he horse, Equus ferus caballus, is a subspecies from the family Equidae. Over the past 50 million years, through survival adaptations, the common horse has evolved from a relatively small, multi-toed animal into the large, single toed animal known today (Wilson,. Mammal Species of the World (3rd ed.). Baltimore).
Domestication of the common horse is believed to have started around 4000 BC, becoming common during the early 3000 BC (Wilson,. Mammal Species of the World (3rd ed.). Baltimore).
Domestication is a process in which wild species are removed their natural habitat and are acclimatised to surviving and breeding in captive. Animals are domesticated for purposes which, in general, are designed to be beneficial to humans. These reasons commonly include labour, food sources and companionship. Over generations, domestication results in genetic and physiological changes in the organism (Wilson,. Mammal Species of the World (3rd Ed.). Baltimore).
Taming is different to domestication in that tamed animals are born in the wild, removed, trained and the process repeated, while domesticated animals are bred in captivity (Merriam-Webster Dictionary, 2nd Ed).
Although most horses today are domesticated, in certain countries there are endangered populations of wild horses, including the Przewalski’s horse, found in Central Asia (The Foundation for the Preservation and Protection of the Przewalski Horse, 2008).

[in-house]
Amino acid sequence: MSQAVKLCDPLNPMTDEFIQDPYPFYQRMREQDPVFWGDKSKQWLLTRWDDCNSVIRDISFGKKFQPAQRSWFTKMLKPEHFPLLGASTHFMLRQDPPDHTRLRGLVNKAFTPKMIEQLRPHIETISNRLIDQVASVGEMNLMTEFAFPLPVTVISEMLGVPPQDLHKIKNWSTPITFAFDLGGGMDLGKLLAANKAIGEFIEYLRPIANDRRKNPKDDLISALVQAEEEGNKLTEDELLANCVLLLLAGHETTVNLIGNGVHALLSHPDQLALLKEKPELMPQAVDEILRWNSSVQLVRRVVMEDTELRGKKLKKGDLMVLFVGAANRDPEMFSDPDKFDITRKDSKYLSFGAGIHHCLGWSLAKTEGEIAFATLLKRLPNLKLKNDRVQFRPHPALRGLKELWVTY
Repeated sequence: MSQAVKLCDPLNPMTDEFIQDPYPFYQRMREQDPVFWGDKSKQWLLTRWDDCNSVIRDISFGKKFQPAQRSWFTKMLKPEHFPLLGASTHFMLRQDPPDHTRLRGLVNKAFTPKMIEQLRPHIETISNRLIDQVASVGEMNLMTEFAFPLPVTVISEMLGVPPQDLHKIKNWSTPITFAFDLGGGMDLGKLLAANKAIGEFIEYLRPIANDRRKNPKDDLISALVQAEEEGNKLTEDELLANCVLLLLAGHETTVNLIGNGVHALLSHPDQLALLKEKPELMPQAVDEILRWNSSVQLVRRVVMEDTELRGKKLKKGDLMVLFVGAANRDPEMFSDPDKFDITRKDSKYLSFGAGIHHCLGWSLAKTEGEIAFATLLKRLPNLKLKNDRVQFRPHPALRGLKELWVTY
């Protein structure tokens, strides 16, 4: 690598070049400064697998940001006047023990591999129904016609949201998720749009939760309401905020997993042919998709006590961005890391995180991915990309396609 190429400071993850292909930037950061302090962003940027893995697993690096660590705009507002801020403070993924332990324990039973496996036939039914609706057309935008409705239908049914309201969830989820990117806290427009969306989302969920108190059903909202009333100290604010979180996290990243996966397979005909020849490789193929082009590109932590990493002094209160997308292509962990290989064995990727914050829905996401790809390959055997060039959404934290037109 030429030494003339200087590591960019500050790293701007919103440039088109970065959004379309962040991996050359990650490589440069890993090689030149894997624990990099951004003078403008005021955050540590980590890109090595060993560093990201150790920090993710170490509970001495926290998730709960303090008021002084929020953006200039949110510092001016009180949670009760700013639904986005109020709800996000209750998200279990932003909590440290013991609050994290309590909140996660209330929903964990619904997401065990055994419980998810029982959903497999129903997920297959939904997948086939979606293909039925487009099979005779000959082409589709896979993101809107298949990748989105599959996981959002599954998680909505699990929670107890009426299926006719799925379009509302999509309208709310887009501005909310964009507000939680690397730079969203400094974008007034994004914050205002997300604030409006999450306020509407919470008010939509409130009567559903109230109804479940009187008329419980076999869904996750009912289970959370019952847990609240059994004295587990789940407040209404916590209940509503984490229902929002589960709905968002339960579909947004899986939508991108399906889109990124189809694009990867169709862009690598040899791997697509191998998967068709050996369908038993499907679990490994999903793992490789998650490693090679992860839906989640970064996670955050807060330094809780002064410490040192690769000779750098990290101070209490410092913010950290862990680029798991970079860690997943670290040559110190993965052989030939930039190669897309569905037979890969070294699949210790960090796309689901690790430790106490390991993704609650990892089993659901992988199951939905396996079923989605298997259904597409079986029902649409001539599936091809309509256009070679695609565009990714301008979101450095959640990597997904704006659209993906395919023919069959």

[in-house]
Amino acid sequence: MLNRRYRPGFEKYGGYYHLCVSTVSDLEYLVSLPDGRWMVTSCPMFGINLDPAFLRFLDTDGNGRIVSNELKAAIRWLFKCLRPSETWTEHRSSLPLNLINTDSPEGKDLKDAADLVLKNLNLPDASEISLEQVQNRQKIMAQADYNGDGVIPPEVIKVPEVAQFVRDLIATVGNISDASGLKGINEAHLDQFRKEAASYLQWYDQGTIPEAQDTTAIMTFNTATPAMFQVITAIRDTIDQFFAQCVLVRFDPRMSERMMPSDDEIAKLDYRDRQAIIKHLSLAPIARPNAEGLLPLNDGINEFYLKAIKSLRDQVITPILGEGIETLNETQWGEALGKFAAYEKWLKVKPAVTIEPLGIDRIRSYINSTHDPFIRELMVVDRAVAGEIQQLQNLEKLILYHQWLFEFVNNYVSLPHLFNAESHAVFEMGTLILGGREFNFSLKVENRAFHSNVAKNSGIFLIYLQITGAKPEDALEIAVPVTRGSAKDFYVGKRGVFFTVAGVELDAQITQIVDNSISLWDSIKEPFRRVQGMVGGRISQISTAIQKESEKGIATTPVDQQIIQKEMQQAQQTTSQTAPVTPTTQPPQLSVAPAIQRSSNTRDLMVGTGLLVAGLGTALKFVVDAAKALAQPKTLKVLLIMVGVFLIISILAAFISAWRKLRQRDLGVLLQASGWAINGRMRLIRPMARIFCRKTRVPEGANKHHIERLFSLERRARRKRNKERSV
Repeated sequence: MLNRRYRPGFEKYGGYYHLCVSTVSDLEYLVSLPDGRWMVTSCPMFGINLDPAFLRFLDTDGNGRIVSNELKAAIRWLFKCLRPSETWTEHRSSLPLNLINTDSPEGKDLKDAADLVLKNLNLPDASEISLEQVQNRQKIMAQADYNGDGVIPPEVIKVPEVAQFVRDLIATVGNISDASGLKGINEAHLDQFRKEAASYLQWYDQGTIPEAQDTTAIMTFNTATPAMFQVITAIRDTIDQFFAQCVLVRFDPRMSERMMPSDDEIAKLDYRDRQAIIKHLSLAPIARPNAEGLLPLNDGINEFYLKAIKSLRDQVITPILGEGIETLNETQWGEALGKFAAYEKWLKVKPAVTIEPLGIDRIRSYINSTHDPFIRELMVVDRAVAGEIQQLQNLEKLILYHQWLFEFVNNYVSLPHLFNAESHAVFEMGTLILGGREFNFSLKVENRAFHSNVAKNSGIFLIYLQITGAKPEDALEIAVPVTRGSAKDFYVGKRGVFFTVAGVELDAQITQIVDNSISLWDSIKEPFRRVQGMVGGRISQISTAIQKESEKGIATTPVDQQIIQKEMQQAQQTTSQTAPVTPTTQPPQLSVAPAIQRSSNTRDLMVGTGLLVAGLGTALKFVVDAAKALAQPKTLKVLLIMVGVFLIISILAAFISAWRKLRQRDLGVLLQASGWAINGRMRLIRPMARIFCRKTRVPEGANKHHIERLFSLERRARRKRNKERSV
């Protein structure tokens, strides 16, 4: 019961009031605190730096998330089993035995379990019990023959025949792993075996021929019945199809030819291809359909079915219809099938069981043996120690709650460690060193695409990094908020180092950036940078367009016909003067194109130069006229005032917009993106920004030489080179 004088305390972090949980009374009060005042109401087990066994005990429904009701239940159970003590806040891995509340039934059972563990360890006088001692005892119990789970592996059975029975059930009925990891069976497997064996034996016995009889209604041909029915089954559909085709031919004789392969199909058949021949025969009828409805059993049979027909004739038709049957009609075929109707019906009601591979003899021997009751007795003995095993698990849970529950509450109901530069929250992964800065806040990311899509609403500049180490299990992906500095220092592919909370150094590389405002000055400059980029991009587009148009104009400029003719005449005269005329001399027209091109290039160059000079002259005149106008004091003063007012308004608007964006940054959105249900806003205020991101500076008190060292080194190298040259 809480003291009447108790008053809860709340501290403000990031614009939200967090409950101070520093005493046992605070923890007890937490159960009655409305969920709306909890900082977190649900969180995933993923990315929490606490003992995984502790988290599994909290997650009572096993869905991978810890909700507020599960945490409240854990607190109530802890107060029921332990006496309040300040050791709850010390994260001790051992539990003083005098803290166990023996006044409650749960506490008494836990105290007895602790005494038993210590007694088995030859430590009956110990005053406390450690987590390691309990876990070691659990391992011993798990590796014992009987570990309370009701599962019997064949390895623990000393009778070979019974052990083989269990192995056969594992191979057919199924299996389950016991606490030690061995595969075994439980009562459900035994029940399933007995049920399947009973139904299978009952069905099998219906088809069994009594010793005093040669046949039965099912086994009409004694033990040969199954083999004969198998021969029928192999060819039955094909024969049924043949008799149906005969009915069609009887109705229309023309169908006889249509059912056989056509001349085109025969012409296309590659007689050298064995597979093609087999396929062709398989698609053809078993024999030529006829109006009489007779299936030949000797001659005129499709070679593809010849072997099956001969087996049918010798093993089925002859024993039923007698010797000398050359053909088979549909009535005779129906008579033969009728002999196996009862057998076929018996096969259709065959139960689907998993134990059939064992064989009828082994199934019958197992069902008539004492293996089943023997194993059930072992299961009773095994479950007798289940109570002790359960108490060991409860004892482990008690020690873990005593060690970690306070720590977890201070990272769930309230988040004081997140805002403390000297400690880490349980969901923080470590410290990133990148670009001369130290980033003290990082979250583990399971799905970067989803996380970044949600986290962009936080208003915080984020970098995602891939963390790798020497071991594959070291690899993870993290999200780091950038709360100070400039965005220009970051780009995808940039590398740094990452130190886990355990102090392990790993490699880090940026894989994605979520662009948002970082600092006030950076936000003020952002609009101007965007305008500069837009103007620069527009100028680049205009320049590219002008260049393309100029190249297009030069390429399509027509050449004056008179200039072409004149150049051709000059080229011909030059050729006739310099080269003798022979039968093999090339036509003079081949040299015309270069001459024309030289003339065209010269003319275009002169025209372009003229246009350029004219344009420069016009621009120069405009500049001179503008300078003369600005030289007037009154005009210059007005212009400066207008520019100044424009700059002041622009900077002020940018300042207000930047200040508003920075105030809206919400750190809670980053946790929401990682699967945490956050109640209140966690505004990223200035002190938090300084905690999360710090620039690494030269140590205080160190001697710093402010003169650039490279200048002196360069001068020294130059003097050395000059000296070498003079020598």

Depending on mitigating factors such as environment and breed, the domestic horse has a life span of 25-30 years. Horses undergo various stages of development, and a horse may be defined further (Ensminger Horses and Horsemanship pp. 46–50).
A juvenile horse of either sex, under the age of one, is known as a foal. A foal which nurses may be called a suckling, and once weaned is a weanling. A horse of either gender under the age of 3 is known as a yearling.
After this stage, a male horse under the age of four, is a colt, while a female is a filly. A fully matured female horse is defined as a mare, while a fully matured male is known as a stallion. A male horse which has been castrated is defined as a gelding, which is more commonly found in sporting arenas.
The behaviour of horses is very dependent on the breed, environment and personality of the animal. It is also subjective to the weather, and other animals, especially horses, that they interact with.
For example, a horse has a reflex commonly known as the “Flight Response”. This means that when faced by a predator, instead of fight or defend, the horse would rather run from the predator. Another example of behaviour change is when the horse is alone, or in a pack. A pack mentality can cause aggression and show an obvious hierarchy amongst both female and male animals, and can cause a horse to feel either settled, or unsettled due to the familiarity of the situation. Either way, the animal will show very different behaviours in both situations.
Horses both wild and...